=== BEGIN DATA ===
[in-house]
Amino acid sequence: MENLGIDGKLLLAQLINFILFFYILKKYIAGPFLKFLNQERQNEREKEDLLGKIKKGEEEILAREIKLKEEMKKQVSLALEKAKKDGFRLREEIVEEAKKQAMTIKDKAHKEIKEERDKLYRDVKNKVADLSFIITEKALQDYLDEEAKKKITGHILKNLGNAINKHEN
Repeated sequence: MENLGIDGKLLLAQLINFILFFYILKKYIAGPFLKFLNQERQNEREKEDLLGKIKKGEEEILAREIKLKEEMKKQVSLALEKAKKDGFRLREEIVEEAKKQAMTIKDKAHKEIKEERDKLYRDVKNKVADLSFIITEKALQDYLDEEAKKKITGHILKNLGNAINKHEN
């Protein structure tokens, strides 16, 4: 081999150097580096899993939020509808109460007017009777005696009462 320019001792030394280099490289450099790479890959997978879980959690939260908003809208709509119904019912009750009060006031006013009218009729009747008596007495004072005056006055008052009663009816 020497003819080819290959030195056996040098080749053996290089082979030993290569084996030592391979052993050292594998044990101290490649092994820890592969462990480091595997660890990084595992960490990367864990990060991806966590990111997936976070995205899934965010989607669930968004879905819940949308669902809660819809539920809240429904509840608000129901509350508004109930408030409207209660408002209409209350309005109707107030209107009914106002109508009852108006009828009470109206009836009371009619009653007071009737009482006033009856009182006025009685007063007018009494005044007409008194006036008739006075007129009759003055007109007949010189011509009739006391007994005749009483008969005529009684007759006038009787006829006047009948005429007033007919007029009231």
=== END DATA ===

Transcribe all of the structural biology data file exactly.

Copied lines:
[in-house]
Amino acid sequence: MENLGIDGKLLLAQLINFILFFYILKKYIAGPFLKFLNQERQNEREKEDLLGKIKKGEEEILAREIKLKEEMKKQVSLALEKAKKDGFRLREEIVEEAKKQAMTIKDKAHKEIKEERDKLYRDVKNKVADLSFIITEKALQDYLDEEAKKKITGHILKNLGNAINKHEN
Repeated sequence: MENLGIDGKLLLAQLINFILFFYILKKYIAGPFLKFLNQERQNEREKEDLLGKIKKGEEEILAREIKLKEEMKKQVSLALEKAKKDGFRLREEIVEEAKKQAMTIKDKAHKEIKEERDKLYRDVKNKVADLSFIITEKALQDYLDEEAKKKITGHILKNLGNAINKHEN
């Protein structure tokens, strides 16, 4: 081999150097580096899993939020509808109460007017009777005696009462 320019001792030394280099490289450099790479890959997978879980959690939260908003809208709509119904019912009750009060006031006013009218009729009747008596007495004072005056006055008052009663009816 020497003819080819290959030195056996040098080749053996290089082979030993290569084996030592391979052993050292594998044990101290490649092994820890592969462990480091595997660890990084595992960490990367864990990060991806966590990111997936976070995205899934965010989607669930968004879905819940949308669902809660819809539920809240429904509840608000129901509350508004109930408030409207209660408002209409209350309005109707107030209107009914106002109508009852108006009828009470109206009836009371009619009653007071009737009482006033009856009182006025009685007063007018009494005044007409008194006036008739006075007129009759003055007109007949010189011509009739006391007994005749009483008969005529009684007759006038009787006829006047009948005429007033007919007029009231």